While the Department of the Interior’s (DOI) scope and presence spans across the country, its main offices are found in Washington DC. There, a grand building has been the hub of public land management since its construction was completed in 1936. Along with offices, the building houses a museum and an extensive collection of murals celebrating the various roles of the DOI.
Among these murals are Rush for the Oklahoma Land—1894 andThe Homesteading and Building of Barbed Wire Fences by John Steuart Curry painted in 1939. Oklahoma was notable for a series of land runs that occurred as congress opened up land for homesteading. In accordance with the Homestead Act of 1862, potential homesteaders could claim up to 160 acres of qualifying land so long as the lived on and developed it. In the Land Run of April 22, 1889, two million acres of Oklahoma territory were opened up to an eager 50,000.* These oil on canvas pieces are split between a comedic portrayal of the land grab as homesteaders rushed to settle the Oklahoma territory and the eventual domestication of this wild land as settlers farmed and fenced the territory. Curry took a particular personal interest in the content of these paintings as a native of Kansas.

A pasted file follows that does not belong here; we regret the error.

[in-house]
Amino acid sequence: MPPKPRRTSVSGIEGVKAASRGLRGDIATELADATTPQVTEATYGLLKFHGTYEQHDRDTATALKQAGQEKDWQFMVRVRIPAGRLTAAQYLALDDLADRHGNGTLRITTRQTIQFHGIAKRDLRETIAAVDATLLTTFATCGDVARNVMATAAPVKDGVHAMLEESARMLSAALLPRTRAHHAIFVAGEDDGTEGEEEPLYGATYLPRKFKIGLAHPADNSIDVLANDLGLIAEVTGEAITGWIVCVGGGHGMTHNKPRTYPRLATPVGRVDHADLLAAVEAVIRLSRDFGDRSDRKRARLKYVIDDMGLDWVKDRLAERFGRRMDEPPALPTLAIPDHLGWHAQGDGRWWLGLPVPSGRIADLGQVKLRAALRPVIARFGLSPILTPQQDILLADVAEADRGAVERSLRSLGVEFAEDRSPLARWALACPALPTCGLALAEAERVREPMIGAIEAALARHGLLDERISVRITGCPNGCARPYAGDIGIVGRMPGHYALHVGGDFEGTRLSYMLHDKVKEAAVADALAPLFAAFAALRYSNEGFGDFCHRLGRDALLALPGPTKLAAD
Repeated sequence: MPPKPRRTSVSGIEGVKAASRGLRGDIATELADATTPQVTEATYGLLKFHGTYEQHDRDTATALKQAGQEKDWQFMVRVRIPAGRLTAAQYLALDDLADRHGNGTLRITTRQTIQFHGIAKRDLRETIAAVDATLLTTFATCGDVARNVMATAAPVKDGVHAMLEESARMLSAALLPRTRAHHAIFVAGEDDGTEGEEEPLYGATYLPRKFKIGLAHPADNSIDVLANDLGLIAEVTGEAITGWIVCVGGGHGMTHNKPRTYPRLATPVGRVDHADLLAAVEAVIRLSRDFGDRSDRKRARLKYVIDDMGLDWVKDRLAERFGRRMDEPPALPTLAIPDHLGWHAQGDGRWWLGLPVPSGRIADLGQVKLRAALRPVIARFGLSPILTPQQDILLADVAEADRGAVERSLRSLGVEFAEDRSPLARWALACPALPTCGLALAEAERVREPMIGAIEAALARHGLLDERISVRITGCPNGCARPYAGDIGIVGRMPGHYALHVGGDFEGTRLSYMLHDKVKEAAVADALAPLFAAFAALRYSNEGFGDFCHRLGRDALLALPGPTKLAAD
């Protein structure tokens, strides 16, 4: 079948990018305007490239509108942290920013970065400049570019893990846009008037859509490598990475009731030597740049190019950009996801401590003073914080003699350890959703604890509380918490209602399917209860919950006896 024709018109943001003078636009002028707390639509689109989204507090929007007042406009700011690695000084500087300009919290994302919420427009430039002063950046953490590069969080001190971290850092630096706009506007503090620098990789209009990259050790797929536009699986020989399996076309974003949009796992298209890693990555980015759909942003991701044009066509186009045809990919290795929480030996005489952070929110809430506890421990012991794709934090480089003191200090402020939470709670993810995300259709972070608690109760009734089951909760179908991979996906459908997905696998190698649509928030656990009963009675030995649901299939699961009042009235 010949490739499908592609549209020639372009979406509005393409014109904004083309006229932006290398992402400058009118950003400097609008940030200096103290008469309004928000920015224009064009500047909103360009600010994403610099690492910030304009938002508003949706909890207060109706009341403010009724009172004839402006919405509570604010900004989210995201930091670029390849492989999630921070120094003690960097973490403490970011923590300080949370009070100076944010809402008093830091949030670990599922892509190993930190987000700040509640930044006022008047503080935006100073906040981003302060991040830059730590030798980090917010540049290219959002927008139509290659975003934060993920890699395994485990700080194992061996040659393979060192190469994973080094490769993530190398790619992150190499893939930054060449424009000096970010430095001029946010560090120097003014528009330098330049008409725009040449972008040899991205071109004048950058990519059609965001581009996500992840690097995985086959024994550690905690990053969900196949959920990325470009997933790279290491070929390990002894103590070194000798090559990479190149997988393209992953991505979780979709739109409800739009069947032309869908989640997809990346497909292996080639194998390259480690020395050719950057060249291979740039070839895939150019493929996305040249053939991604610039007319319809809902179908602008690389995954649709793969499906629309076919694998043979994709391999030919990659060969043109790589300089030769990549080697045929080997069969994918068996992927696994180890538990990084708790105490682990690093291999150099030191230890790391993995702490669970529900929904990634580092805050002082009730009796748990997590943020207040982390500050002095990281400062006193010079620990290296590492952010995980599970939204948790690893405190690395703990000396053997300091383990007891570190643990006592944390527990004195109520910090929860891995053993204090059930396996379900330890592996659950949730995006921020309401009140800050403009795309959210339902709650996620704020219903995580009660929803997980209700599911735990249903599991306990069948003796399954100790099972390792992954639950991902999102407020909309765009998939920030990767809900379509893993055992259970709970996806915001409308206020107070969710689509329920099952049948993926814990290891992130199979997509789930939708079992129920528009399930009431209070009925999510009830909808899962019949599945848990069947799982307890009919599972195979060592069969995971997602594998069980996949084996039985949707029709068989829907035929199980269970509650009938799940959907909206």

About the Department
The United States Department of the Interior (DOI) oversees the maintenance and conservation of most public lands and resources. Due to the wide range of its responsibilities, the DOI is often referred to as the “Department of Everything Else.” This was particularly the case when the DOI was first established in March 3, 1849. Many preexisting departments quickly passed their less desirably tasks to the DOI such as the management of the DC sewer system. Yet, other bureaus found a much more proper seat in the DOI. The Indian Affairs Office was transferred from the Department of War and the General Land Office from the Treasury. As of 2004, the DOI managed about one fifth of the United States’ land mass—overseeing organizations such as the Bureau of Reclamation, the National Park Service, and the Fish and Wildlife Service.
Among these organizations is the Bureau of Land Management which oversees the uses of public land for a wide range of purposes including land patents. The bureau was formed in 1946 by combining the General Land Office and the Grazing Service. The Bureau of Land Management oversees approximately one eighth of the land mass of the United States. There have been over 700,000 homesteads filed for use on public lands.
- Oklahoma Land Patents on the Land Patents
* According to estimates